• Only visit public facilities if absolutely necessary (e.g. offices, administrations, authorities).
  • Avoid private celebrations and otherwise strictly observe hygiene rules.
  • Do not shop at peak times, but when the shops or pharmacies are less crowded or use pick-up and delivery services.
  • Help those who need help! Provide elderly or chronically ill relatives or neighbors and singles, and people in need with food and everyday necessities.
  • Adhere to the Cough and sneeze rulesand wash your hands regularly (“Hand hygiene”).
  • Please be informed about possible regional or local measures that have to be observed.

A leaflet with recommendations for behavior can be found on (CDC).


Although severe symptoms may occur in people without underlying conditions, the following groups of people have an increased risk of serious illness:

  • older people (with a steadily increasing risk of severe course from about 50 to 60 years)
  • Smokers
  • People with certain medical conditions:
    • of the heart (e.g. coronary heart disease)
    • the lungs (e.g. asthma, chronic bronchitis)
    • with chronic liver diseases
    • with diabetes mellitus
    • with cancer
    • with a weakened immune system (e.g. due to an illness or medication)

You can find more information and support for people at higher risk of developing a serious illness at the Robert Koch Institute or CDC.

You can find information on preventing and dealing with illnesses in the elderly and nursing homes at You can find material for nursing homes related to the corona virus at (CDC).

According to existing data, symptoms in children are significantly less pronounced than in adults. There is no data on the contribution children and adolescents actually make to the transmission in the population. Due to the high infectiousness of the virus and the close contact between children and adolescents, it seems plausible that transmissions take place.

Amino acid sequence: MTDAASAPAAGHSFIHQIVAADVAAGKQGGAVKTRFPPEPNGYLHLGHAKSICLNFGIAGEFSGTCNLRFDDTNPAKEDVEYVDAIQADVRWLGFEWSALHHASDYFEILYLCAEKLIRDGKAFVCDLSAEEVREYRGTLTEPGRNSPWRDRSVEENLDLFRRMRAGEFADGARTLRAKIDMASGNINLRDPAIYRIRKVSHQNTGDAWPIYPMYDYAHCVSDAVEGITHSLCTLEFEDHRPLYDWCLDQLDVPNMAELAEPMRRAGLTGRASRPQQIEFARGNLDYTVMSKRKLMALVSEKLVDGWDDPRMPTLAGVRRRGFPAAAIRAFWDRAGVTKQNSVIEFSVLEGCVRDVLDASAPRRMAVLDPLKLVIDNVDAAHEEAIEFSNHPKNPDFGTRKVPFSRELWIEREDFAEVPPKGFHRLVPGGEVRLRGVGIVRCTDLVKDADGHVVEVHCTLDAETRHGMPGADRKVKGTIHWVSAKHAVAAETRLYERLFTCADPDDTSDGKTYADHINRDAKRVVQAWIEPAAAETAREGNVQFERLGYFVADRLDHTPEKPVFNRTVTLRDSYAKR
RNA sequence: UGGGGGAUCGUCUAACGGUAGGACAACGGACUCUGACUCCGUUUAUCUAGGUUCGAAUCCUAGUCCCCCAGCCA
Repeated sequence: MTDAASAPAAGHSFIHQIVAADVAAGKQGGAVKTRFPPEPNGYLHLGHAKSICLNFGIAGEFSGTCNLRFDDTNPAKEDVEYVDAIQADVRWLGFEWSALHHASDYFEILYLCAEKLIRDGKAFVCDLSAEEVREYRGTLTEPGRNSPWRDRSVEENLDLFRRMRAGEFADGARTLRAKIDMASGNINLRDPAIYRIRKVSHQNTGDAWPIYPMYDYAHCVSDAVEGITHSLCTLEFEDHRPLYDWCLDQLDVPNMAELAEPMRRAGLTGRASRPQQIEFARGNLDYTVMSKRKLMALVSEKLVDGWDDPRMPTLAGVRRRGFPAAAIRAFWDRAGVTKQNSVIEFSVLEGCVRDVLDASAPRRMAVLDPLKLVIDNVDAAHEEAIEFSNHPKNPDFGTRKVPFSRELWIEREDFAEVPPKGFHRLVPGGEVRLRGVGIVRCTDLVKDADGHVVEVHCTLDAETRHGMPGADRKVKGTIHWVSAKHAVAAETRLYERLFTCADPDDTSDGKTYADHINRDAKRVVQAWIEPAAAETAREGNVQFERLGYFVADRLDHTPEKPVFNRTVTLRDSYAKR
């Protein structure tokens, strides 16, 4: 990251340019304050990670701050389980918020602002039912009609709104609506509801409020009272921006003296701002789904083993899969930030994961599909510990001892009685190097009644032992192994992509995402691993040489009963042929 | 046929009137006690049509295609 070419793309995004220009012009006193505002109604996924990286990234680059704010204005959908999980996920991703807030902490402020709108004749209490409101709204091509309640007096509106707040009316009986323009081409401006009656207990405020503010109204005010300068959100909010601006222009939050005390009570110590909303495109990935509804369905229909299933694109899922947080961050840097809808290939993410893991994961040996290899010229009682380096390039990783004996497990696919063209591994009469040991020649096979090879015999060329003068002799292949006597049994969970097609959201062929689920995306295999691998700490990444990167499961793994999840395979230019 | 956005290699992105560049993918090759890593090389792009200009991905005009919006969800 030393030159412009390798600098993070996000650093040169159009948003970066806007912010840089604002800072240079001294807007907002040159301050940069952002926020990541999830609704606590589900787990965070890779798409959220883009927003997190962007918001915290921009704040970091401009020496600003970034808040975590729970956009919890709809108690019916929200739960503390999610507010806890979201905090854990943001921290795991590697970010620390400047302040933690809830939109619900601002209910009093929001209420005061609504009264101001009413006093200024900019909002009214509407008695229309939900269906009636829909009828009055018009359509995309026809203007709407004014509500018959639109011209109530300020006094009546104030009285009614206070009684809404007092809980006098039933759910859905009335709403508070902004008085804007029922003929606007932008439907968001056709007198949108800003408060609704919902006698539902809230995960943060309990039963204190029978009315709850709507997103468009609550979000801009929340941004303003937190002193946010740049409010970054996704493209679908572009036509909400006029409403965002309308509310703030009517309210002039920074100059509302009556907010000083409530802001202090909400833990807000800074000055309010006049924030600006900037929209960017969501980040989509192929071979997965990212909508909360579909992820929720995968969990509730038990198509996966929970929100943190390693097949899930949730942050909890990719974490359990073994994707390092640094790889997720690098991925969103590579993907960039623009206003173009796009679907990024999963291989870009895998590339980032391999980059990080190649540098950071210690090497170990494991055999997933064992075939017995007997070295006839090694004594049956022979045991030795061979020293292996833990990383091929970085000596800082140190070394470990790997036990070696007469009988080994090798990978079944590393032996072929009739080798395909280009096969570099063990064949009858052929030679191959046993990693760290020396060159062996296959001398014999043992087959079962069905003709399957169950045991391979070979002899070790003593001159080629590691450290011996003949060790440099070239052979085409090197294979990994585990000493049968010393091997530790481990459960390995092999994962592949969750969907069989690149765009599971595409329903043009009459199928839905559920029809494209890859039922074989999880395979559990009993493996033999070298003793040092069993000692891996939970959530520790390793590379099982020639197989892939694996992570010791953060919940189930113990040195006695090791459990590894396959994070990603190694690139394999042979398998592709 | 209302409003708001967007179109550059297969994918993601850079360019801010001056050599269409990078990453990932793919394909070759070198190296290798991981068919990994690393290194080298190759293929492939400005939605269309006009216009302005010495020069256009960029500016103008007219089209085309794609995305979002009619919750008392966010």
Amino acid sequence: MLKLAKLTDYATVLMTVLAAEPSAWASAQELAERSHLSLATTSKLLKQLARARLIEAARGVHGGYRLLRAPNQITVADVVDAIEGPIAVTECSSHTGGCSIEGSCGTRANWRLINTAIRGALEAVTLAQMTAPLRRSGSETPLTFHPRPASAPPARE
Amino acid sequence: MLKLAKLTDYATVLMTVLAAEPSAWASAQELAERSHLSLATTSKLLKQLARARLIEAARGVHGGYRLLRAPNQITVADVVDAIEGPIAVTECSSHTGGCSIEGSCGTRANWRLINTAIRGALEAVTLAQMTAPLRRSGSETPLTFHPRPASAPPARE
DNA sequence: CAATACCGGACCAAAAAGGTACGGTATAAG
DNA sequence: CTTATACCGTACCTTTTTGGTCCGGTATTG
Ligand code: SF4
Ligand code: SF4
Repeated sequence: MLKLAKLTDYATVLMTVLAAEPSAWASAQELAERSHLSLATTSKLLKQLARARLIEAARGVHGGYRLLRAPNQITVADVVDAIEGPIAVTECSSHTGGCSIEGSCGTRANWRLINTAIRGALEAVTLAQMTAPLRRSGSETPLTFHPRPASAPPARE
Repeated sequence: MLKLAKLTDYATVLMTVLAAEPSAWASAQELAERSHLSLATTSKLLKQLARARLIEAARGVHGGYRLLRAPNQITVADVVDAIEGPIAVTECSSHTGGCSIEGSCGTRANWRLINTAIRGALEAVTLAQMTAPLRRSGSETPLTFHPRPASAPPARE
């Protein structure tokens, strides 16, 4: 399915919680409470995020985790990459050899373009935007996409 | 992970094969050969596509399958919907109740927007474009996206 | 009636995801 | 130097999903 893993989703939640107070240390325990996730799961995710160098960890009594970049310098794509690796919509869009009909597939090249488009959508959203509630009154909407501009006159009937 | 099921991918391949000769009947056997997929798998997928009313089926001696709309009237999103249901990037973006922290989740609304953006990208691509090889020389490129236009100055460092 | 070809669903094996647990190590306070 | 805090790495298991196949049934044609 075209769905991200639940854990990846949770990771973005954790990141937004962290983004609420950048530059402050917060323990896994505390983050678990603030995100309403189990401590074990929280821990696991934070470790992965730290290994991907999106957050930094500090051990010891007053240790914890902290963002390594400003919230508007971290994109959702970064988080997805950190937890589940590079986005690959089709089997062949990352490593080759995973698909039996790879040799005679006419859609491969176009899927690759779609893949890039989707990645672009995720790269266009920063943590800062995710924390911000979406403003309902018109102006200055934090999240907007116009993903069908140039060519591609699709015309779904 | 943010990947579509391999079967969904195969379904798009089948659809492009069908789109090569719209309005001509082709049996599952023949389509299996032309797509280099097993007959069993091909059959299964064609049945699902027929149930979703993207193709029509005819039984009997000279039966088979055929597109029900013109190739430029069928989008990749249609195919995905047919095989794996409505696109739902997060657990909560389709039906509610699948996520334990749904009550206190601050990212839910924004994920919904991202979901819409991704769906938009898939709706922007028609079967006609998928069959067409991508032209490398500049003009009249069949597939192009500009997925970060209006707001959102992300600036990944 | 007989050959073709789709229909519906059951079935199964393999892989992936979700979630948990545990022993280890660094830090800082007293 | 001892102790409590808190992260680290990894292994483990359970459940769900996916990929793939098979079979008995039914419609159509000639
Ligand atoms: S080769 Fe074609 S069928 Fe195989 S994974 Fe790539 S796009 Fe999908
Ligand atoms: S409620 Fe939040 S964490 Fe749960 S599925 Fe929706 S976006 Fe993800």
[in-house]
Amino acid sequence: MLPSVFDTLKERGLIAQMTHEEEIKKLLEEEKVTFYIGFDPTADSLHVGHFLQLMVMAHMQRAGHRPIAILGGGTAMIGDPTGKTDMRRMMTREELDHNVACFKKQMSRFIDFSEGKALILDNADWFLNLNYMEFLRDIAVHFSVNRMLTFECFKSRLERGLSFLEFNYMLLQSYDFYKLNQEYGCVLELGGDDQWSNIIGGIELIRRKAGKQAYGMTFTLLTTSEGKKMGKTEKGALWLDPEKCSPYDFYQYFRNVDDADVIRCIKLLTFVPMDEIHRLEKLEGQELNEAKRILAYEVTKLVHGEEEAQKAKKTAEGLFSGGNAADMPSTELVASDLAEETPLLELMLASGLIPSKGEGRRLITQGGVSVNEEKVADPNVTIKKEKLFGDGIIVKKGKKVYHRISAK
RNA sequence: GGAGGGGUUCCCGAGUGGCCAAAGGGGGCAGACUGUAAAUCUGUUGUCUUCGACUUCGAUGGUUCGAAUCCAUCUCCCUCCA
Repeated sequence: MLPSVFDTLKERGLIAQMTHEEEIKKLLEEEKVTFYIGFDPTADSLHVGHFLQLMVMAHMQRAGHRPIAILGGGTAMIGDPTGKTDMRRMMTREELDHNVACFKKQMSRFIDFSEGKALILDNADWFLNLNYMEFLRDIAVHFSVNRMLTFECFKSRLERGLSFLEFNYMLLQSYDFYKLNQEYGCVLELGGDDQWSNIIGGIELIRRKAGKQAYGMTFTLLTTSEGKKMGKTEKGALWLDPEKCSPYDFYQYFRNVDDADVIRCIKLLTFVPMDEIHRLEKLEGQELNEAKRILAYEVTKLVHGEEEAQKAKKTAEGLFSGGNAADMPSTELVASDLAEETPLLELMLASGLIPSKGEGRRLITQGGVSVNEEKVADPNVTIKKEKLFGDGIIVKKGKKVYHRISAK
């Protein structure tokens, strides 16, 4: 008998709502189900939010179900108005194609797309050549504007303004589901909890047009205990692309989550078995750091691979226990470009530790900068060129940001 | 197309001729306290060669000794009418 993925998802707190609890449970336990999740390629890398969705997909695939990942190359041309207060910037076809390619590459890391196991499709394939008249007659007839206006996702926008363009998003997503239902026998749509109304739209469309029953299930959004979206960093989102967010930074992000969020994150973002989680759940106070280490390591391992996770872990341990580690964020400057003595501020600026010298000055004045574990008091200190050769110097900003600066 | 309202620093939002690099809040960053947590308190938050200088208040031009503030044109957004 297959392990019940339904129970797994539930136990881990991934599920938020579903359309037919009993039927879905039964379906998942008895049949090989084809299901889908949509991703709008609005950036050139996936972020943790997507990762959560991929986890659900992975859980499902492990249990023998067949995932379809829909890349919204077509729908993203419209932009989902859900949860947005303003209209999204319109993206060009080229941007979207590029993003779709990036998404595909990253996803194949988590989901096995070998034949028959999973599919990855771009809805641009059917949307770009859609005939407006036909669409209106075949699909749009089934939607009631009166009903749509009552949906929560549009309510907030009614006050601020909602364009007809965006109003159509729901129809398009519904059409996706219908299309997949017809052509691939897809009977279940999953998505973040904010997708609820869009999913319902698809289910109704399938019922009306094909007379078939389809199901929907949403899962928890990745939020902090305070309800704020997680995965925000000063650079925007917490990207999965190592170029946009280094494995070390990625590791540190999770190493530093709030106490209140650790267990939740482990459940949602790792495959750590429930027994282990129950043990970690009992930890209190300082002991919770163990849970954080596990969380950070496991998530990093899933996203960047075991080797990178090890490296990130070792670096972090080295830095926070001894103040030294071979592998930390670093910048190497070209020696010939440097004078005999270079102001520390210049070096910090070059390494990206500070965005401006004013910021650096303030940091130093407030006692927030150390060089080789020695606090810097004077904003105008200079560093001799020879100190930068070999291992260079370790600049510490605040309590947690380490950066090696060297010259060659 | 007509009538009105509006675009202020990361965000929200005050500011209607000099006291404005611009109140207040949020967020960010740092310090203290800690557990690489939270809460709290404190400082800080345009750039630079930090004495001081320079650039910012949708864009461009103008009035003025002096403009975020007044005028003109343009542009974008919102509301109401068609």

Pregnant women do not appear to have an increased risk of developing a severe illness.

So far, there is no evidence that COVID19 is transferable to the unborn child.

A transmission to the newborn child is possible through close contact and a droplet infection.

So far, however, there is no evidence of the novel coronavirus in breast milk. However, there is currently insufficient data to reliably answer these and other questions about COVID-19 in pregnancy.

The German Society for Gynecology and Obstetrics has developed tips and FAQs for pregnant women and infants (CDC).

A further spread of the new corona virus in Germany should be slowed down as much as possible. Therefore, it is necessary to identify individuals who had contact with people in whom the coronavirus has been detected, and monitor their health status for maximum 14 days, depending on their individual risk of infection, if necessary, also in domestic quarantine.

The Robert Koch Institute makes recommendations for dealing with contact persons, which can be adapted to the local situation by the responsible health authority with regard of the desired protection goals.